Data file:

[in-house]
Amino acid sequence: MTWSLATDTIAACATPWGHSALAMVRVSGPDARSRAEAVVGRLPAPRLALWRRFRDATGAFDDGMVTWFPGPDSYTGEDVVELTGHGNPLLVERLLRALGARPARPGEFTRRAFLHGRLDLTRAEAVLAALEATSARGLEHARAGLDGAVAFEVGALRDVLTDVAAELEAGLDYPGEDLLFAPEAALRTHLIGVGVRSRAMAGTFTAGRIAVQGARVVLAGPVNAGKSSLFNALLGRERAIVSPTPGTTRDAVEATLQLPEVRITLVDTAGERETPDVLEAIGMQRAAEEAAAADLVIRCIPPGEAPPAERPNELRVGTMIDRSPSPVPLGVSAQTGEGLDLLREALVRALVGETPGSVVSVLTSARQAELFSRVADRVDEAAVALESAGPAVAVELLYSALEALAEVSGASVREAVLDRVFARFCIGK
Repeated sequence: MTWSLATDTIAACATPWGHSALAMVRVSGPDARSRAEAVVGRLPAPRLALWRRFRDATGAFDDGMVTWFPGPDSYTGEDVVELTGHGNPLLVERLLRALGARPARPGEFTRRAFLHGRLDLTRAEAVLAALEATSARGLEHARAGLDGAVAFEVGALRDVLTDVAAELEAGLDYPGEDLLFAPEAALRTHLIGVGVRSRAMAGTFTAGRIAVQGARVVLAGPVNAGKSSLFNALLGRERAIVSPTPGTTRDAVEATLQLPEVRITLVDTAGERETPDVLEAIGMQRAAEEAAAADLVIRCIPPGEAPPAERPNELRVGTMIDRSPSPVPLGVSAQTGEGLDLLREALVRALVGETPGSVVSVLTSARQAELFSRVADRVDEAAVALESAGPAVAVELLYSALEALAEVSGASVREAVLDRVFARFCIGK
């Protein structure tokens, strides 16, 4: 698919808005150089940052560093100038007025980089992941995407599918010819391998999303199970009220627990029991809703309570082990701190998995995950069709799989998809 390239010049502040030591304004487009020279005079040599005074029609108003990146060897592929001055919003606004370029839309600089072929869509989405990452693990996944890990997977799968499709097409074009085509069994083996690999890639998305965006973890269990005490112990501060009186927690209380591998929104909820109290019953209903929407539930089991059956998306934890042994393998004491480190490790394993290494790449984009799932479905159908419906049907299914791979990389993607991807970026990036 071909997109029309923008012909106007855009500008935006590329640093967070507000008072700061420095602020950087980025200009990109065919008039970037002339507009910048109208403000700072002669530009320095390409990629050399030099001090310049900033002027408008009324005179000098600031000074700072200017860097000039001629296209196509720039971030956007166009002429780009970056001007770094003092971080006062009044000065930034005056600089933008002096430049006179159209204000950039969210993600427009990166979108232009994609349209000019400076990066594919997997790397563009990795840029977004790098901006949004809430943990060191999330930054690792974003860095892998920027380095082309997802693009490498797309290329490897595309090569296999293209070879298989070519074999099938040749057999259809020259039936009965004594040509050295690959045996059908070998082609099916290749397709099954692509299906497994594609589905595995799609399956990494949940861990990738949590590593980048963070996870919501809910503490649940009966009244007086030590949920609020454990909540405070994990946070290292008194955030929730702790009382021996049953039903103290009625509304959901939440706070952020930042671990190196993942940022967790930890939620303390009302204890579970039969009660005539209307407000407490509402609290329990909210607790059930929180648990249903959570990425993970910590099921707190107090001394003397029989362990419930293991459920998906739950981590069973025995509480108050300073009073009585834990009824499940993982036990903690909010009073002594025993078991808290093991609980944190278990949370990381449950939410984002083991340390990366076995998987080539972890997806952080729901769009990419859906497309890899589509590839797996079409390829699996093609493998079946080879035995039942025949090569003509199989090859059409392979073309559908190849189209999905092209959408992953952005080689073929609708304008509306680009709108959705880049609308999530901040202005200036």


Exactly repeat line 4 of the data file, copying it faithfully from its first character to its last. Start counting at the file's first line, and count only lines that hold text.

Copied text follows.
């Protein structure tokens, strides 16, 4: 698919808005150089940052560093100038007025980089992941995407599918010819391998999303199970009220627990029991809703309570082990701190998995995950069709799989998809 390239010049502040030591304004487009020279005079040599005074029609108003990146060897592929001055919003606004370029839309600089072929869509989405990452693990996944890990997977799968499709097409074009085509069994083996690999890639998305965006973890269990005490112990501060009186927690209380591998929104909820109290019953209903929407539930089991059956998306934890042994393998004491480190490790394993290494790449984009799932479905159908419906049907299914791979990389993607991807970026990036 071909997109029309923008012909106007855009500008935006590329640093967070507000008072700061420095602020950087980025200009990109065919008039970037002339507009910048109208403000700072002669530009320095390409990629050399030099001090310049900033002027408008009324005179000098600031000074700072200017860097000039001629296209196509720039971030956007166009002429780009970056001007770094003092971080006062009044000065930034005056600089933008002096430049006179159209204000950039969210993600427009990166979108232009994609349209000019400076990066594919997997790397563009990795840029977004790098901006949004809430943990060191999330930054690792974003860095892998920027380095082309997802693009490498797309290329490897595309090569296999293209070879298989070519074999099938040749057999259809020259039936009965004594040509050295690959045996059908070998082609099916290749397709099954692509299906497994594609589905595995799609399956990494949940861990990738949590590593980048963070996870919501809910503490649940009966009244007086030590949920609020454990909540405070994990946070290292008194955030929730702790009382021996049953039903103290009625509304959901939440706070952020930042671990190196993942940022967790930890939620303390009302204890579970039969009660005539209307407000407490509402609290329990909210607790059930929180648990249903959570990425993970910590099921707190107090001394003397029989362990419930293991459920998906739950981590069973025995509480108050300073009073009585834990009824499940993982036990903690909010009073002594025993078991808290093991609980944190278990949370990381449950939410984002083991340390990366076995998987080539972890997806952080729901769009990419859906497309890899589509590839797996079409390829699996093609493998079946080879035995039942025949090569003509199989090859059409392979073309559908190849189209999905092209959408992953952005080689073929609708304008509306680009709108959705880049609308999530901040202005200036």